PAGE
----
Getting the macOS selected Region via command line

When you set up your Mac for the first time, Setup Assistant will ask you for your preferred language and region. In the graphical user interface (GUI), you can later find (and change) these settings in System Settings > General > Language & Region. But what if you want to find them in the command-line interface (CLI)?

You might think that if you run the locale command that that would give you the selected locale, but if you run that, select a different language and/or region, and then run locale again, you’ll see the output remains unchanged.

The actual command you want is either defaults read -g AppleLocale or defaults read .GlobalPreferences AppleLocale or defaults read ~/Library/Preferences/.GlobalPreferences AppleLocale.

It does seem, regardless of what language and region you select and regardless of what country you’re in when you set up the Mac, that the root-owned preference is just en_US. So if you run /usr/bin/defaults read -g AppleLocale as root (as Munki or Jamf would run, for example), you will probably get back en_US.

If you aren’t familiar with how to get the current user instead of root from a root-run script, here’s a quick primer.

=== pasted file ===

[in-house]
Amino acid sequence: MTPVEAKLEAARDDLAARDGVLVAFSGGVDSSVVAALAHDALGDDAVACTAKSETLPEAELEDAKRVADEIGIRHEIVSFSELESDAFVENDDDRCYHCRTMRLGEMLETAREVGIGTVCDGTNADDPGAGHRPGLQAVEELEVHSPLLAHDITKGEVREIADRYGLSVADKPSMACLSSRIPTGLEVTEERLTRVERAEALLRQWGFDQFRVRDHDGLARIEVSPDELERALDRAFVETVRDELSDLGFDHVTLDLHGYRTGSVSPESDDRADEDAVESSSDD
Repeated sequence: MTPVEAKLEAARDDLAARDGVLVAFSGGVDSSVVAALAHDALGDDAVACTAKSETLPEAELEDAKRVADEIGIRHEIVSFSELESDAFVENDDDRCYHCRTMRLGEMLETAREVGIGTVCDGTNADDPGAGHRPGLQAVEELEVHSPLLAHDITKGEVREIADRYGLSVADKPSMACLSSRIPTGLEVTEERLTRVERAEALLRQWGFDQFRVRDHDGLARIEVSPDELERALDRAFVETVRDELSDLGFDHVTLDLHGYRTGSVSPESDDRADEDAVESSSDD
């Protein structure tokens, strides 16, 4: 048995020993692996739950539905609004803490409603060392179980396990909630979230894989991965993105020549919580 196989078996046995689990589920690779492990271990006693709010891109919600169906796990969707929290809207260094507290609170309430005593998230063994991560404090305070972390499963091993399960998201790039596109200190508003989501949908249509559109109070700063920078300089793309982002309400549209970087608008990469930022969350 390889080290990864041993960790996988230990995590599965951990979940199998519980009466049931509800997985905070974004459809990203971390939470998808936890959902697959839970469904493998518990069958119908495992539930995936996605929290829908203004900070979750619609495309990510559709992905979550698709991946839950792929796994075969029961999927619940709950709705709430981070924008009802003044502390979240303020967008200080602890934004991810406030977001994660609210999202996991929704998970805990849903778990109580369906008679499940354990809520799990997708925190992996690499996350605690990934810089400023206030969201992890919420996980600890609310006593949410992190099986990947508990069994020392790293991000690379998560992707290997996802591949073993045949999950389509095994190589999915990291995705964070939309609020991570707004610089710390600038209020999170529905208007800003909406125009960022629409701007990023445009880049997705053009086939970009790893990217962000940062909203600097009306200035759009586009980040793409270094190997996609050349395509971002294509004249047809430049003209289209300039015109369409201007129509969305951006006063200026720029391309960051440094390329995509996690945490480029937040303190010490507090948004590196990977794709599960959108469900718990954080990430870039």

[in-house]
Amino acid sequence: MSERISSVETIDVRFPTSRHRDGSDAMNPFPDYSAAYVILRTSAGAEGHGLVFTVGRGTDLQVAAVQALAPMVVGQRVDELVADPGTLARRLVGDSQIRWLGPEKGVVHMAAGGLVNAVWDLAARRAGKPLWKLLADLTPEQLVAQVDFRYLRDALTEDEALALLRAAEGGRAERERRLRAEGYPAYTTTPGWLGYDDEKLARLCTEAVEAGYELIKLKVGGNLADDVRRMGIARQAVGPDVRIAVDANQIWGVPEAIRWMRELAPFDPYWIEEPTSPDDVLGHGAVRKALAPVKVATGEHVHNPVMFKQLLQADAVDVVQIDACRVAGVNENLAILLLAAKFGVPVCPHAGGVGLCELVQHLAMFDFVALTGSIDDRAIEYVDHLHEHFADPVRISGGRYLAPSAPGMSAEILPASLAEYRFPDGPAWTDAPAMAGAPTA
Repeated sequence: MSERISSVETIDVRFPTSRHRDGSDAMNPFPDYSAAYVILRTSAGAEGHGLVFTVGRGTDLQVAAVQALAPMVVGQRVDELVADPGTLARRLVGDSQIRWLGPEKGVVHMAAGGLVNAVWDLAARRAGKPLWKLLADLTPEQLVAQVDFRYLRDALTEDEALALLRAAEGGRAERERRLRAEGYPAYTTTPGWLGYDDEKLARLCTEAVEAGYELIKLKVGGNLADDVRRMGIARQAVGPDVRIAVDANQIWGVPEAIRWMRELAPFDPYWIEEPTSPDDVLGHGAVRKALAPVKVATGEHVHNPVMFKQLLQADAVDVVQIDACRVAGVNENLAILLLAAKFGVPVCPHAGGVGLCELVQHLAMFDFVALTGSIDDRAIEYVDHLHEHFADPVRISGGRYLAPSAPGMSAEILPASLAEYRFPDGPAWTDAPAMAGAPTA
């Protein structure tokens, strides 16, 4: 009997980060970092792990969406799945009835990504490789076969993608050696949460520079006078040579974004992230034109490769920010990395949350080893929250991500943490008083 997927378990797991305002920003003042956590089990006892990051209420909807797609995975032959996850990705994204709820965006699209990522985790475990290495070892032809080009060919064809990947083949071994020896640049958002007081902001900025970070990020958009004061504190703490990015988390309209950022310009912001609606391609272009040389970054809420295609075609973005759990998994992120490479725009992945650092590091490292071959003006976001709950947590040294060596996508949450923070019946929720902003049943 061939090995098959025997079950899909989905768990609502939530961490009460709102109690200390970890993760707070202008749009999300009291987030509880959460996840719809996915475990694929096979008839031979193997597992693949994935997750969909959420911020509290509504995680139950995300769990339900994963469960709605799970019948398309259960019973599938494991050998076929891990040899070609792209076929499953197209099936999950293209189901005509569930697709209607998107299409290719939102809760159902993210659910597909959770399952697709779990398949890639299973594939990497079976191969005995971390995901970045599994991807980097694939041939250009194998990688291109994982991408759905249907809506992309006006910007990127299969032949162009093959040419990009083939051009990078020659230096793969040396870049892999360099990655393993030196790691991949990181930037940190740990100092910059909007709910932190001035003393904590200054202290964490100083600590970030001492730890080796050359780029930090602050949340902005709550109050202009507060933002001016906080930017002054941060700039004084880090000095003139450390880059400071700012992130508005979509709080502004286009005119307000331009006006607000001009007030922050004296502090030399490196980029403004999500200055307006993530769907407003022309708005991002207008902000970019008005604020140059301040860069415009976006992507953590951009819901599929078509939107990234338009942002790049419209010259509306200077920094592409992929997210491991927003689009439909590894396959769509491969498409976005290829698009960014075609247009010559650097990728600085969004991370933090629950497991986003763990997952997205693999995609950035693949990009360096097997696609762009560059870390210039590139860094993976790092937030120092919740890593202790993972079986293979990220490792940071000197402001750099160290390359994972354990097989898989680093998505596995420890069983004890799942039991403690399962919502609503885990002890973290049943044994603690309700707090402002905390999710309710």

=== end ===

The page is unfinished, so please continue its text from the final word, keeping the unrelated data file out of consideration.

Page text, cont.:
You could, for instance, get the logged-in user’s language and region like this:
loggedInUser=$(stat -f %Su /dev/console)
/usr/bin/su -l $loggedInUser -c '/usr/bin/defaults read -g AppleLocale'

One other thing to consider when looking at the output is that the form won’t always be language_REGION exactly. If someone selects a different region, they may get this sort of prompt:

Depending on what you select, you may get the AppleLocale returned back as something like en_PH@rg=gbzzzz instead of something like en_PH. So that’s basically, in this example, English for the Philippines with UK English vs. English for the Philippines with US English. That potential output format is something to be mindful of, in case you’re using sed, awk, or some other tool to process the output.






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